black and white Polarioid of three women with hands over their eyes, standing in front of a wooden fence

The day my neighbor ran over his wife with a lawnmower, I decided to acknowledge the mold spreading itself over the cheese. It was a delicate mold, fine like silk or web, and it was very light green, almost white. At first, I thought the mold was part of the cheese, but it was not. It was green and soft, so soft looking I almost wanted to drag my finger over it. Ultimately, I didn’t have the stomach to face it then, so I replaced the lid to the glass Tupperware and tucked it back in my fridge. 

The lawnmower was a riding mower. He’d rode it across the grass to and fro until he hit his wife who was sunbathing on the front lawn. I didn’t know a lawnmower could do so much damage. He’d made it almost all the way over her stomach when the screaming rose to a pitch that the neighbors could no longer ignore. We all ran into the street. I say we, but I was still in my fridge for a moment longer, eyeing the mold on the cheese with a sense that something must be done. But when I finally made it out into the street, the scene was catastrophic. The lawnmower gleamed, a hump of red and black machinery, on their front lawn. The husband stood back, sweating through his blue t-shirt, as if he’d just finished a difficult job and was too tired to show how pleased he was to be done. 

The wife was in a yellow bikini and one of her hands grasped a romance novel she’d been reading. Her head was thrown back, her eyes rolled up, and her hair lay dark against the lawn. Inches above her head was a line of freshly shorn grass. The husband must’ve first passed close to her head with the lawnmower. In fact, we could tell this because there was a lot of grass flung onto her. Her torso was a nightmare. In addition to the grass, there was so much blood and gleaming intestine that was torn up and ragged. Why hadn’t she moved? 

A few neighbors were screaming, and more than one person was on the phone with the police. We moved along the sidewalk and road like sharks, swiftly intent on one direction and then turning, jerking, switching course suddenly. We nervously avoided the husband, who went to sit on his front steps, wiping his sweating head with the back of his hand, breathing deeply. 

The sun slanted down onto the scene. Flies zipped among us, darting this way and that, searching for the source of the overwhelming scent of blood and guts. I was excited; my body thrummed with energy. Perhaps excited is the wrong word, but that’s how I felt. Elated, soaring, buzzing with a terrible rush of adrenaline.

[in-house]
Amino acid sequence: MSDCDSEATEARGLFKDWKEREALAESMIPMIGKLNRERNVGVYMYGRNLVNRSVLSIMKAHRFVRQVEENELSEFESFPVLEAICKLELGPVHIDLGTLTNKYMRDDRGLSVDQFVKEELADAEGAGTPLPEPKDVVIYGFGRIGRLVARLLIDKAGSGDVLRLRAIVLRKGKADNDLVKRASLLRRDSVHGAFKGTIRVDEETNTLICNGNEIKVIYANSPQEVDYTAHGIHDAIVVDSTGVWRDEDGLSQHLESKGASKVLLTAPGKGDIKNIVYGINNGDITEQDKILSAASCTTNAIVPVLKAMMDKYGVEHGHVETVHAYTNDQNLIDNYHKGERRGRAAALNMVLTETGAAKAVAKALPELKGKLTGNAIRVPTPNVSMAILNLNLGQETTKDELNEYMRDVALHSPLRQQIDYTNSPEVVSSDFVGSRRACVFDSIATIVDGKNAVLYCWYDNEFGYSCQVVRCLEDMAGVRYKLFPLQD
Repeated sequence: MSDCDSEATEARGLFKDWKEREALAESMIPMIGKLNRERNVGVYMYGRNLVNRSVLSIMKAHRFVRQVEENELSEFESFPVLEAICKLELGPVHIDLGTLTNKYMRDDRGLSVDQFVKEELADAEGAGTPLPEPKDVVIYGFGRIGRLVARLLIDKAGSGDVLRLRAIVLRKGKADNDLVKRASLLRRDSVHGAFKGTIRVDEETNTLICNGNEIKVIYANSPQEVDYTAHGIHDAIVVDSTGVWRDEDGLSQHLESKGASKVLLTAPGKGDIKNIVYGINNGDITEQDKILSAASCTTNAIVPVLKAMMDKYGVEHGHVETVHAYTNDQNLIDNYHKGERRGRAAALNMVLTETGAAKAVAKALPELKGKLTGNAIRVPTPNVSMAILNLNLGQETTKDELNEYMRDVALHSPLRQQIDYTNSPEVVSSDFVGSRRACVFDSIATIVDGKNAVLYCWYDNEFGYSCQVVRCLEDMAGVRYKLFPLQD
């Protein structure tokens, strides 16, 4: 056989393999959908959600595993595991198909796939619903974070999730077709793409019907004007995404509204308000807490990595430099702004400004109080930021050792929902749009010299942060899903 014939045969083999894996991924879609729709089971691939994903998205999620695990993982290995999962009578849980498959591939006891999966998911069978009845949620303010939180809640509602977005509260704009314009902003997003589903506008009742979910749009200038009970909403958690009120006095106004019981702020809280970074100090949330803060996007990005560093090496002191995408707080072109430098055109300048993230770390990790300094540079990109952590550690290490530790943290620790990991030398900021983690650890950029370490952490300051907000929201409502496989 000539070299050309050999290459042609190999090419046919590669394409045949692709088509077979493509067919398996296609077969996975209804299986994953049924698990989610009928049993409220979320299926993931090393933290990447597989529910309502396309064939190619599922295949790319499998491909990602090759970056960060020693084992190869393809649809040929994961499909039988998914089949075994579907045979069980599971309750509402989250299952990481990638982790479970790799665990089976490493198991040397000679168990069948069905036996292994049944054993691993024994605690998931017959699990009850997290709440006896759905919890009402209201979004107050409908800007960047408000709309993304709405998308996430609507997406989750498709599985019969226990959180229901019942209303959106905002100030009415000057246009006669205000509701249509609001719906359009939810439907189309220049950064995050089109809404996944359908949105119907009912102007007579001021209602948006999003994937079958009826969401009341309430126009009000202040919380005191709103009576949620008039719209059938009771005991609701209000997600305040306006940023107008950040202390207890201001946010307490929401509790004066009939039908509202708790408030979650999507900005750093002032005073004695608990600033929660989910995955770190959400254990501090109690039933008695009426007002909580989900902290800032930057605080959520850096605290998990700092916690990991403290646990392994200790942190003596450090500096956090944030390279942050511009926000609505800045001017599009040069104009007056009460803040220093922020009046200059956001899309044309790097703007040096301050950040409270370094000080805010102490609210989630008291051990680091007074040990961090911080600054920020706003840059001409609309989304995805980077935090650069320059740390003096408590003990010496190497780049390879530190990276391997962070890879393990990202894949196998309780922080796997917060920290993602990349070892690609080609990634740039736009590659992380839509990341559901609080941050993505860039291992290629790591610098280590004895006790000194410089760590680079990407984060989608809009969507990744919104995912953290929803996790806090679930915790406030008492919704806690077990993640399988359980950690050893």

The police arrived abruptly. A wailing ambulance shrieked to a halt. In the distance, we could hear a firetruck clearly blowing through stop signs and street lights. EMTs spilled out of the ambulance, yelling at everyone to move, sprinting towards the wife’s corpse. Two policemen tackled the husband, though there wasn’t much need to. He sat quite still, squinting up at the sky, breathing in and out. Police dashed about the lawn, gagging, retching, and swearing under their breaths. 

Why are they rushing? I wondered, we all wondered, exchanging bewildered glances. Someone chuckled. The wife was dead, deader than dead. All that was missing were cartoon X’s over her eyes. As they fussed with her body, taking pulses from neck and arms, opening her eyes, prodding uselessly at the intestines, I noticed the pages of her romance novel fluttering. The cover flipped back and forth in the breeze, catching the light of the setting sun. The cover featured a woman lounging on a beach, peeking cheekily over her sunglasses at a shadowy male figure walking towards her on the white sand. “Fantasy Vacation” was scrawled in cursive letters across his shadow. 

The policemen led the handcuffed husband to the waiting police car. As he passed the body of his wife, the husband looked down at her curiously, like a child looking at a science fair experiment he found interesting but couldn’t quite comprehend. Something about that look felt very familiar. In fact, I could feel the muscles in my face begin to mirror his expression, twitching themselves into little mimicking motions. 

A firetruck, honking madly, pulled up along the sidewalk and the firemen got out, yelling at us all to clear the scene and to go home. In their bulky outfits, hats sliding, fingers flexing and unflexing, the firemen hustled and then stopped in a spurt of absurd comprehension. There was no need to rush.

We dissolved homewards, shaking heads, muttering, on the phone with sisters, hands tapping away at texts and Facebook statuses. The sounds of climax were gone. All that remained were murmurs, the wind, and a distant dog howling for attention.

As I stepped into my home, I realized how shaky I was, the adrenaline fading from my body like the evening sun. It was dark in the house. Darker than I had expected after the eruption of sight and sound outside. Still, I found my way easily through the hallway to the kitchen, right up to the refrigerator. As I opened the door, I could almost detect the hidden odor of mold. I lifted the Tupperware dish of cheese out of the fridge, swung it over to the counter, and opened the lid. A perceptible blossom of foul scent bloomed upwards, spreading like unfurling petals. I moved my index finger, slowly, down towards the soft, soft, web-like, frond-like fungi. My finger made contact. It felt very wrong to touch it. And yet, with the gentle back-and-forth movement of my finger came a rising sense of satisfaction. A sense of “finally, finally, finally.” 

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